Indonesia Earthquake: Afraid to go Home

As shared from Wahyu Widayanto, CARE Indonesia Emergency Response Manager, who arrived in the affected region Dec. 8

I arrived in Pidie Jaya in Aceh province on Dec. 8, the day after the 6.5 magnitude earthquake hit.

Early reports indicate over 100 people have died, over 660 are injured and 23,000 affected. Thousands of buildings have been damaged – homes, schools, mosques and a hospital. With downed power lines, there is little electricity available at the moment.

Shortly after the earthquake, the mother of one of CARE’s staff travelled to the affected areas to see if her family was alright. Thankfully, they survived. She saw many people crying and bodies under the rubble, with some people possibly still alive, as soldiers worked to rescue them. She met a woman from a family of five and four had perished. The woman was inconsolable.

A day later, I visited a mosque where many people displaced by the earthquake are staying. Some mothers told me that their homes were completely destroyed. Other women said their houses had some damage, but they were afraid to go home. They are afraid of aftershocks, which continue to rumble.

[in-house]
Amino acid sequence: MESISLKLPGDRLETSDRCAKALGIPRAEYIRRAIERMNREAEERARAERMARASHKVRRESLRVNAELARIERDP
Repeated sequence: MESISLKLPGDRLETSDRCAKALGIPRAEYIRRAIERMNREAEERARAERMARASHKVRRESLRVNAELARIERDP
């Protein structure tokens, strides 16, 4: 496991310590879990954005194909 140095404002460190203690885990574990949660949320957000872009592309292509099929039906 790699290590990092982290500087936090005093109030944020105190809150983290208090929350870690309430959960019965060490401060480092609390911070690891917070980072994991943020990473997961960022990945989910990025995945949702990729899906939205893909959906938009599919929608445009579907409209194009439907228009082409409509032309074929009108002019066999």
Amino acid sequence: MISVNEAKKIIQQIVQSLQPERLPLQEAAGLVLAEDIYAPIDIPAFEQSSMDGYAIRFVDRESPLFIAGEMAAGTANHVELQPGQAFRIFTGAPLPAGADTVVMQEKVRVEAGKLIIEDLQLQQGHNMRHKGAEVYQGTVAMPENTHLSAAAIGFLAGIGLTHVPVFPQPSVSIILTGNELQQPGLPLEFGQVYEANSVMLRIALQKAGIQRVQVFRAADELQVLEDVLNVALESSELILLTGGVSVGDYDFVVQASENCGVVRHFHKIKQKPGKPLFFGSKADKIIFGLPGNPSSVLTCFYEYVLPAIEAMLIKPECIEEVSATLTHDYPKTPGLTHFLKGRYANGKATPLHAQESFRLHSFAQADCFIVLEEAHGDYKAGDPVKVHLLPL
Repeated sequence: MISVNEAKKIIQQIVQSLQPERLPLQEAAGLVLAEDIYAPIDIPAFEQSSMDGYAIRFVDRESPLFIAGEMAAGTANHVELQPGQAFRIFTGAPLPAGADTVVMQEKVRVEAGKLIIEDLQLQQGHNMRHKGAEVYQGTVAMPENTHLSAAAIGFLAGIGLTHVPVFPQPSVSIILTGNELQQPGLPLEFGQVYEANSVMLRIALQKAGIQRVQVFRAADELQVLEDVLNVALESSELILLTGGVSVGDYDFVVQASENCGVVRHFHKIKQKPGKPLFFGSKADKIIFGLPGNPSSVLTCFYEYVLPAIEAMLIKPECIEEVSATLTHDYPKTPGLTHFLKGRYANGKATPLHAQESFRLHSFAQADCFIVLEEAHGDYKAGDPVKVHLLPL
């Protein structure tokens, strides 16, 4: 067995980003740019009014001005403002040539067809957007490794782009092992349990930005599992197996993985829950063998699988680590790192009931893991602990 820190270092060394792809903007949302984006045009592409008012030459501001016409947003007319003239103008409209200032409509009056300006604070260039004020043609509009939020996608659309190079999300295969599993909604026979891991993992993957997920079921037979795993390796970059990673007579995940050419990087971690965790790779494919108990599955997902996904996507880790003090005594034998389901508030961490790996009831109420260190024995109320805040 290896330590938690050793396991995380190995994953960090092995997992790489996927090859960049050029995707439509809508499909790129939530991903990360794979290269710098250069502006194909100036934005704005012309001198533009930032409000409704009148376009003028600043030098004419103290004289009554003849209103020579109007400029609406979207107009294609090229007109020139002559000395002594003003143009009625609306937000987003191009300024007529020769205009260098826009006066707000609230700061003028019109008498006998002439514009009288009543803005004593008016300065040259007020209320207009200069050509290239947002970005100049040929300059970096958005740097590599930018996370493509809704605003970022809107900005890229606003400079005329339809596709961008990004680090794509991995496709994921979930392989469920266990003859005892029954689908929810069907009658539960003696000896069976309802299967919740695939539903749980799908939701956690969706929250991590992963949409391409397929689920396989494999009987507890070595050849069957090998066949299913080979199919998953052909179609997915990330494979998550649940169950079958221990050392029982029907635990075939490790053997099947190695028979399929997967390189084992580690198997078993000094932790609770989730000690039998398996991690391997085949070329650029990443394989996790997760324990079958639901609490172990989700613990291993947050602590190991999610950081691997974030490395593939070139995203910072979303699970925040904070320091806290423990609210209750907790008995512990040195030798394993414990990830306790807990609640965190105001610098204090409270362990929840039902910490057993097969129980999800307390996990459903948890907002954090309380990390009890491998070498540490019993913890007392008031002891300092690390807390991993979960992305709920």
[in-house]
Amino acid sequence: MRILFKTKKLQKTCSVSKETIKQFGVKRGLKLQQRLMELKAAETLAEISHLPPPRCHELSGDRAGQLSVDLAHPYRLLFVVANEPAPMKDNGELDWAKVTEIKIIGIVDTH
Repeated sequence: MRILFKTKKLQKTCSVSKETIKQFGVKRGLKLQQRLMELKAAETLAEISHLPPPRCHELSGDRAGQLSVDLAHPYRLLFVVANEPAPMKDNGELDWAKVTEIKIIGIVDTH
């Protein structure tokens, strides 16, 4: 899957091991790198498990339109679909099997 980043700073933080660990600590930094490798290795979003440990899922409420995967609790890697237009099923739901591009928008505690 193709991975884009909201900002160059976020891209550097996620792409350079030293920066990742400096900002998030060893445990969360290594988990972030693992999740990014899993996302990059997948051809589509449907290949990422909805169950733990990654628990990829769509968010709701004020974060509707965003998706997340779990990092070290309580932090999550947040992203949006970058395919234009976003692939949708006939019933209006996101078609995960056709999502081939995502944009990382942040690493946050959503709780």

“My house is in coastal area, and I am afraid to go back, and worry if there will be another shock,” a woman named Khainidar, from Beringin village, told me.

“I do not have money now to feed my son,” Nurhasanah (below photo), 38, said as she held her five-month-old son Adahari in her arms.

The 2004 earthquake and tsunami that devastated the region is still on the minds of many.

There is a lack of clean water. Many are using dirty river water to wash their rice, for example. Also I noticed many displaced lack access to toilets. I counted only four toilets for people in one mosque and the surrounding area. This hits women even harder.

Some small local food and relief item distributions have started. The local government has set-up mobile kitchens where mostly instant noodles and canned food is prepared.

CARE is leading a joint assessment with other humanitarian agencies to get a sense of the damage and determine if we can help the government’s response if needed.

While it may take a few days for the full extent of the damage to be clear, we know from experience that after an earthquake of this scale, people will urgently need clean water, shelter, food and medical supplies.

CARE has a Canadian spokesperson available in Indonesia. Contact:

Darcy Knoll
Communications Specialist | CARE Canada | +1.613.790.2134